Overall, the calculations performed by Machta and his colleagues confirm the high energy costs associated with the transfer of information between cells. Ultimately, their estimates could be the beginning of an explanation for the high information processing costs measured in experimental studies.
“Our explanation is less ‘fundamental’ than the Landauer coupling in that it depends on the geometry of neurons and ion channels and other details,” Machta said. “However, if biology is subject to these details, then it may be that (for example) neurons are efficient and face real information/energy constraints, and not just inefficient. These calculations are certainly not enough to say that any particular system is efficient , but they suggest that sending information through space may require very high energy costs.”
In the future, this recent work by Machta and his colleagues could lead to interesting new biological studies. In their paper, the researchers also presented a “phase diagram” that represents situations in which the selective use of specific communication strategies (eg, electrical signaling, chemical diffusion, etc.) is optimal.
This diagram could soon help to better understand the design principles of different cell signaling strategies. For example, it could explain why neurons use chemical diffusion to communicate at synapses, but use electrical signals to send information across hundreds of microns from dendrites to the cell body; and also why E. coli bacteria use diffusion to send information about their chemical environment.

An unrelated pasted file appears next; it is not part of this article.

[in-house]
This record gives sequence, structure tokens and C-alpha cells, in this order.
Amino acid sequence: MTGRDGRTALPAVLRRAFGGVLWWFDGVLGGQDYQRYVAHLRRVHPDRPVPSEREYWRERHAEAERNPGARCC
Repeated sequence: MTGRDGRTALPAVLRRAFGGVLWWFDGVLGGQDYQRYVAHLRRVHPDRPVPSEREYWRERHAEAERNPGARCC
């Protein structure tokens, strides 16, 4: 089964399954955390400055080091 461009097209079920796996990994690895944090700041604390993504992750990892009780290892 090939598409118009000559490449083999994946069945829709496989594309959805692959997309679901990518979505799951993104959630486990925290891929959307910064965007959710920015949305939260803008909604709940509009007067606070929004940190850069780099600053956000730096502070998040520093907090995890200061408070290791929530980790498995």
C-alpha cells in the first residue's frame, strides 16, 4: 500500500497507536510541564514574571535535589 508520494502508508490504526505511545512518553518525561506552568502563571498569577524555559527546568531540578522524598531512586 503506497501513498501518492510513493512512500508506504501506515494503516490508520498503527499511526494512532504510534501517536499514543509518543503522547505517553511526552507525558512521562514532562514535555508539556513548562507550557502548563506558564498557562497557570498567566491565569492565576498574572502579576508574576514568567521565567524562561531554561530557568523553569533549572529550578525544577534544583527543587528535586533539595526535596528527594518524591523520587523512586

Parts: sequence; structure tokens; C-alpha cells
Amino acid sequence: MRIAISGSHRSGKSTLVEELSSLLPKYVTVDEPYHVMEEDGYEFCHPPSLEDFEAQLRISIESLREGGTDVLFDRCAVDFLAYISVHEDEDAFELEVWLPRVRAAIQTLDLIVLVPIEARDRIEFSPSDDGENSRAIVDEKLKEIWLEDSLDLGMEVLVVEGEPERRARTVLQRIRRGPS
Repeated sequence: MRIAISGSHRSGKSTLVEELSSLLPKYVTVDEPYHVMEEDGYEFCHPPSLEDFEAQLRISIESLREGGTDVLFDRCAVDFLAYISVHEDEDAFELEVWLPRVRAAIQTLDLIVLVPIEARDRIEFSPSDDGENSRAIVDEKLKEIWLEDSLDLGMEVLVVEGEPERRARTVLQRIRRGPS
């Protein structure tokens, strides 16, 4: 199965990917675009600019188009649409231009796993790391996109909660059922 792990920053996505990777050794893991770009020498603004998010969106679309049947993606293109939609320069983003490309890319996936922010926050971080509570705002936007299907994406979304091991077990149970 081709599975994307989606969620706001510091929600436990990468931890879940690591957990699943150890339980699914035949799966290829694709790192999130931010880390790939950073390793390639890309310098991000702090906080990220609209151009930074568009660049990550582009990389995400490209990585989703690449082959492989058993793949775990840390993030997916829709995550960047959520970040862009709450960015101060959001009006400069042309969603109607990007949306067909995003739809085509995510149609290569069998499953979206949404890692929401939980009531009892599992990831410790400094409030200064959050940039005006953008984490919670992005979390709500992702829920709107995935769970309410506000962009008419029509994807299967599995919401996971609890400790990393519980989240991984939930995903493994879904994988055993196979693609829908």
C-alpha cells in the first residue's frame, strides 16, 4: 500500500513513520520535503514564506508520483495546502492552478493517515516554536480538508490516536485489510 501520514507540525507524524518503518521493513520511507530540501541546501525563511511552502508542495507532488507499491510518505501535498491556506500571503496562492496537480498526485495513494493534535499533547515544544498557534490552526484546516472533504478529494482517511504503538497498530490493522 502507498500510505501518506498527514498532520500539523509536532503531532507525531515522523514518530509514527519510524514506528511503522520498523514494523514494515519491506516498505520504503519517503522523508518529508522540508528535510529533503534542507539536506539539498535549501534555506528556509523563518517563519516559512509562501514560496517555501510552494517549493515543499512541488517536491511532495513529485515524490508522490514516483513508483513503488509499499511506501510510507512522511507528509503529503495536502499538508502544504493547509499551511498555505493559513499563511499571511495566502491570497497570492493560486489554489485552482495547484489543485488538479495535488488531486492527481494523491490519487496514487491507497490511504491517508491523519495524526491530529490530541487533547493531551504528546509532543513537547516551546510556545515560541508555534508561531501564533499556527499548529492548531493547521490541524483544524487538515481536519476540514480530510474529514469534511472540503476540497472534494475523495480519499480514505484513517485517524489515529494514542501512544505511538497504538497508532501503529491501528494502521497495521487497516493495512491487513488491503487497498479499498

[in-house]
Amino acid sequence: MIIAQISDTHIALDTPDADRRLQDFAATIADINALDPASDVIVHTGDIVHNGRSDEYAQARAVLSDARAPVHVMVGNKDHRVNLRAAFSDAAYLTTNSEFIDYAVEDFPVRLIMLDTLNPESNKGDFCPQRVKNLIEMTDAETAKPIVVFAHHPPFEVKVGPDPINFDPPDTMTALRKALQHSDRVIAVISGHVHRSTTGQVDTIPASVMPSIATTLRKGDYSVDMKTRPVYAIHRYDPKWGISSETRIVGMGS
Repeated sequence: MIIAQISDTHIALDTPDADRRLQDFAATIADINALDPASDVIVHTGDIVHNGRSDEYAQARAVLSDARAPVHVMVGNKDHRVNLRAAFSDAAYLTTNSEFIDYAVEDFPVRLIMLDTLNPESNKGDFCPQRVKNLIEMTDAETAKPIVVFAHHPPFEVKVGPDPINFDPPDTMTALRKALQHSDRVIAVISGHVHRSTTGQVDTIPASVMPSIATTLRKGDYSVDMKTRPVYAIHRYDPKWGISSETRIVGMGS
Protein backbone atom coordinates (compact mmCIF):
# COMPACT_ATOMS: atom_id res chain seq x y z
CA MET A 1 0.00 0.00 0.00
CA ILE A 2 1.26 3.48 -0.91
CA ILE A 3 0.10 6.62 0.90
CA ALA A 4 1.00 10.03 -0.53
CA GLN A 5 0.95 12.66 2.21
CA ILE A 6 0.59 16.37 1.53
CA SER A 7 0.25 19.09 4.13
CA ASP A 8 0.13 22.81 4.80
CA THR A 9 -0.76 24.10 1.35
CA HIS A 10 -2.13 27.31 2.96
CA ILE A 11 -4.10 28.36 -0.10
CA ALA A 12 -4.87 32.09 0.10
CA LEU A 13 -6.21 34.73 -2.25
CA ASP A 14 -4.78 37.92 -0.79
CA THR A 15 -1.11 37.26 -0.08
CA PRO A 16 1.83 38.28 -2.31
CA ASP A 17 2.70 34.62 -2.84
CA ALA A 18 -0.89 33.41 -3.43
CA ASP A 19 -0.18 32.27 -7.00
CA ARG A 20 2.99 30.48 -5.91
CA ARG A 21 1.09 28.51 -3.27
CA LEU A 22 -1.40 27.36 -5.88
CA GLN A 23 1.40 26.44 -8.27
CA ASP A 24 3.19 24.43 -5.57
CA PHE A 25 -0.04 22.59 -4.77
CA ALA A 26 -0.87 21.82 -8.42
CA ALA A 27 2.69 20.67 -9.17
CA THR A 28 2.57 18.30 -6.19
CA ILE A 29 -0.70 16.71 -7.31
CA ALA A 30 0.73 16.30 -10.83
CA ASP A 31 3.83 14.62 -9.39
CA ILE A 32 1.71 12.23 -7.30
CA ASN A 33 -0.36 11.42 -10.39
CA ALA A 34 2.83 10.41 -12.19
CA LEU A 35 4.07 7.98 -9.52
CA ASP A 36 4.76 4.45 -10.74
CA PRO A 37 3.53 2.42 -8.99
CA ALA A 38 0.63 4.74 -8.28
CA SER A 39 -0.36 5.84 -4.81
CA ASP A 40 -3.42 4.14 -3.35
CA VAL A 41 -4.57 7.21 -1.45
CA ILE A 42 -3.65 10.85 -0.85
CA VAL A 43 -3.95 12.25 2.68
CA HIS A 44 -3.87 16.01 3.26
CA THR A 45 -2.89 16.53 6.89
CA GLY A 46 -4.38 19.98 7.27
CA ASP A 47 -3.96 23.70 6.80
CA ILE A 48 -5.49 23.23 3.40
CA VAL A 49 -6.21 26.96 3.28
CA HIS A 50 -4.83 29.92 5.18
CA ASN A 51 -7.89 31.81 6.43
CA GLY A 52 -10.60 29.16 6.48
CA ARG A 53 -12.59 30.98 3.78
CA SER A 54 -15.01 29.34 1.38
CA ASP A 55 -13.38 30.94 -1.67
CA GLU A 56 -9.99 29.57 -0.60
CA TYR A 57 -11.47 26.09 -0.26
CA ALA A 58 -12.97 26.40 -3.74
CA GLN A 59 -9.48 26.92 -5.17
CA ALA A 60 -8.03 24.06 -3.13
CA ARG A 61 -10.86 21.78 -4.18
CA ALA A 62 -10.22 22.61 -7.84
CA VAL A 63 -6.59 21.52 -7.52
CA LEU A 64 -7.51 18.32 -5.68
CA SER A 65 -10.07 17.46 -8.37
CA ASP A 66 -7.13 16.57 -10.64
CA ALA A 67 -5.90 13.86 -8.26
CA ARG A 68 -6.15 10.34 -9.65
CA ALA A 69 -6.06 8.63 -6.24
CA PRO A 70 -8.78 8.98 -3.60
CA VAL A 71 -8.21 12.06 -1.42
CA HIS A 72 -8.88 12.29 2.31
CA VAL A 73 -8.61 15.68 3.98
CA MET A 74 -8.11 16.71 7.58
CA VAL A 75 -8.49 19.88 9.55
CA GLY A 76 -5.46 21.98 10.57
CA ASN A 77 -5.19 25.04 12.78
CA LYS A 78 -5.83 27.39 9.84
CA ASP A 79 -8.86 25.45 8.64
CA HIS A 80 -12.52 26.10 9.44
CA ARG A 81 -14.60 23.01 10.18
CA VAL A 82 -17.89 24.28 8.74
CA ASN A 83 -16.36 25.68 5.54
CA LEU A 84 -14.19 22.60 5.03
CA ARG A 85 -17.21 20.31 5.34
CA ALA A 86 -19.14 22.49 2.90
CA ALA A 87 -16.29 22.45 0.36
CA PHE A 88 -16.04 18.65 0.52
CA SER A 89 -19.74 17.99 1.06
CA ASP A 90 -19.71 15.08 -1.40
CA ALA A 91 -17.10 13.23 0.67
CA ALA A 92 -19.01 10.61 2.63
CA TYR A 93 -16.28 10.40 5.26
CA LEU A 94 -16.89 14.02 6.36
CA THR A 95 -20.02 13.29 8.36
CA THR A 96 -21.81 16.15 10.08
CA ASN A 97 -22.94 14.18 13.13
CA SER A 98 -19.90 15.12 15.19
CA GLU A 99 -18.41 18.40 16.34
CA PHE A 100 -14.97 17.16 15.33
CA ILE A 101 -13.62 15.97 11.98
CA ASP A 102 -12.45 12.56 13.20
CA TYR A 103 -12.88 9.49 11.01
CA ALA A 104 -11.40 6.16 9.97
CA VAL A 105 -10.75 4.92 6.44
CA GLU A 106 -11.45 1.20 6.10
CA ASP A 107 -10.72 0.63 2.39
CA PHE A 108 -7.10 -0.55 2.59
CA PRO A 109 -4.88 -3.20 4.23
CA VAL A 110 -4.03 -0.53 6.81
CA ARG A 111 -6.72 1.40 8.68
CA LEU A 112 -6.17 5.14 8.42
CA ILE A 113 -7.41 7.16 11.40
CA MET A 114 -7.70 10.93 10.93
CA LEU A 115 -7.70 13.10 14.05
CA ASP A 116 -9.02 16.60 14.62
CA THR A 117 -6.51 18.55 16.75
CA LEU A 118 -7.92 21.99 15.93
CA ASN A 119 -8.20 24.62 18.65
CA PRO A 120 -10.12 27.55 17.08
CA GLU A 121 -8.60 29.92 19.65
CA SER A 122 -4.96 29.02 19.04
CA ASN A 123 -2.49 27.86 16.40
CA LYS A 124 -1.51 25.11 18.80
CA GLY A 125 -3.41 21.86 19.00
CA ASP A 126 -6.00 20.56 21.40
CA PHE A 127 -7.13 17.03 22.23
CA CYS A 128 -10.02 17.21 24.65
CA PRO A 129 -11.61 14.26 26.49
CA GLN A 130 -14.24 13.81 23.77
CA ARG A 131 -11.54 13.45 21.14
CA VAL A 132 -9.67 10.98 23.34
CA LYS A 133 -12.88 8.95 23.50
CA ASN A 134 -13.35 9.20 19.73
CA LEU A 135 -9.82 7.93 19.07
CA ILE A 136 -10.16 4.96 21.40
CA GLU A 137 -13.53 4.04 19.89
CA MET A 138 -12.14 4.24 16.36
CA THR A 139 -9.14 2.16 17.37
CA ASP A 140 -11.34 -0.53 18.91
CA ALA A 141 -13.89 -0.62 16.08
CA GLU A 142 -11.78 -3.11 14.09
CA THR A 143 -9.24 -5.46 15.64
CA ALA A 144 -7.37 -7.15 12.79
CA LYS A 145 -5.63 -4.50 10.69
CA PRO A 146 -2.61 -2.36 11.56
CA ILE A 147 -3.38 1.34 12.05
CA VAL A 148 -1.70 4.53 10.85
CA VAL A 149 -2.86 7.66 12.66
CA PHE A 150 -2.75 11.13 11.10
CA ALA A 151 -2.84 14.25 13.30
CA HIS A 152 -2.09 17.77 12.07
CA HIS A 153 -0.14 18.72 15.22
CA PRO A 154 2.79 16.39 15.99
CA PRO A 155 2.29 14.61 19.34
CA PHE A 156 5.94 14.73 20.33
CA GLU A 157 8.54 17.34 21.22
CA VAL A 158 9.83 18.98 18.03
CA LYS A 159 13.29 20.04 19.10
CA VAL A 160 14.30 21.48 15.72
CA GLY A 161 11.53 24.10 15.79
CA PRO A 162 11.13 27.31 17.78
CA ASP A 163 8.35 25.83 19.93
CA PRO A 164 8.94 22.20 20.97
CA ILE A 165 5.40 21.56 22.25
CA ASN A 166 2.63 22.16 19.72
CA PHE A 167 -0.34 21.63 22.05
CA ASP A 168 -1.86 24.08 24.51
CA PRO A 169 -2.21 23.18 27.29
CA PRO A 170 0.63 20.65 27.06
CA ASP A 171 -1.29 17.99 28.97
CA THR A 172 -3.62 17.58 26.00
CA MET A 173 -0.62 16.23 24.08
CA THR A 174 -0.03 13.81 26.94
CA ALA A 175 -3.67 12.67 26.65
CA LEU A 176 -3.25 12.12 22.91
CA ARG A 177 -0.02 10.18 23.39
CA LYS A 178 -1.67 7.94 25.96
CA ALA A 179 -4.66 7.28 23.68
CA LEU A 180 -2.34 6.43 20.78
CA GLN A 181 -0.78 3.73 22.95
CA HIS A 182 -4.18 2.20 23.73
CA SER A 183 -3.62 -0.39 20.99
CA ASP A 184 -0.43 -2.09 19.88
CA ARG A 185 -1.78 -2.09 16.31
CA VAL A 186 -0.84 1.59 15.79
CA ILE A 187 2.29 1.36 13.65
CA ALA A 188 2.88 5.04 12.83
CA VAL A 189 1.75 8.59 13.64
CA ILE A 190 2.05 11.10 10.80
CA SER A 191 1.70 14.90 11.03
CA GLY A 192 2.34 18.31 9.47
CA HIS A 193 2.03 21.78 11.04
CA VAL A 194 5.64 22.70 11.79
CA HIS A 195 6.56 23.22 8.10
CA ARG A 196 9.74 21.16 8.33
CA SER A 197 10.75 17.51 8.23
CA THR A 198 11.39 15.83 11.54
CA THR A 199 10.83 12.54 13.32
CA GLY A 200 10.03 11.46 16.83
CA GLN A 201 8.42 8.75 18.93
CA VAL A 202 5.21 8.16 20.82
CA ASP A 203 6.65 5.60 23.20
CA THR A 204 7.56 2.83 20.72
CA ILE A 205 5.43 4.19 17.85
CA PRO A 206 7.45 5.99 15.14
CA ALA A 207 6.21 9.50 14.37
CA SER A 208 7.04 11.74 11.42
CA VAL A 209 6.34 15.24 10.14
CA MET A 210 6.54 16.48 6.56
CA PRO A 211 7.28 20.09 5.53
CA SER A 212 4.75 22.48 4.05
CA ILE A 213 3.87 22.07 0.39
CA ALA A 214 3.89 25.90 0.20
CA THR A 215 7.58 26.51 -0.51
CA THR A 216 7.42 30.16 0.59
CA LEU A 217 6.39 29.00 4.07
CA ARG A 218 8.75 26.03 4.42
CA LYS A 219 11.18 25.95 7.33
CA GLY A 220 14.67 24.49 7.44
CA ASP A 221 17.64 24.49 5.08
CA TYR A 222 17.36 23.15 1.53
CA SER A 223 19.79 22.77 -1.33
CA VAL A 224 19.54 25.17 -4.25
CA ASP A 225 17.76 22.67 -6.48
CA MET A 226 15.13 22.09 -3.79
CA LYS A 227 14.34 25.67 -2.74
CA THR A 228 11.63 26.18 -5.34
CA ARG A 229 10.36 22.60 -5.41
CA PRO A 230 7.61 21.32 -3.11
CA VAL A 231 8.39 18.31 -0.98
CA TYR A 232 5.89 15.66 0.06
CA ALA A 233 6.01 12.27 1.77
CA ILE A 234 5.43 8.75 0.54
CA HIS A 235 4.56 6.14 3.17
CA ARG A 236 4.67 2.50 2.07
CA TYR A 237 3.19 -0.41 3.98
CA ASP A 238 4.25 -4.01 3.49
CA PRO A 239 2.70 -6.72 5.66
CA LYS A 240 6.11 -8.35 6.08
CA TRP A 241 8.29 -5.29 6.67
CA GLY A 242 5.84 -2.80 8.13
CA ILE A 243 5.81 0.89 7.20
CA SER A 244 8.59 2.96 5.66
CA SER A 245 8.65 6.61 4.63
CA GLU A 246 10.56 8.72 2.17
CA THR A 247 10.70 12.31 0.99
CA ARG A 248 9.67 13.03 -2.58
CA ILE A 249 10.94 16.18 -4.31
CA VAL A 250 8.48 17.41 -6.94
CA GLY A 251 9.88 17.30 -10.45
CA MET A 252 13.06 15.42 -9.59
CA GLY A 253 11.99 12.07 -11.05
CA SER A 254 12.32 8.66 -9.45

“One thing we’re working on now is to try to apply this framework to understanding the energetics of a particular signal transduction system,” Machta added.
“Our recent work only looked at the abstract cost of sending information between two separate components – in real systems there are typically information processing networks, and using our link requires understanding the flow of information in these networks. This goal also comes with new technical challenges – using our calcns to particular geometries (such as a ‘spherical’ neuron or an axon that resembles a tube, each important different from the infinite plane we used here).
Samuel J. Bryant et al., Physical Constraints in Intracellular Signaling: The Cost of Sending a Bit, Physical Review Letters (2023). DOI: 10.1103/PhysRevLett.131.068401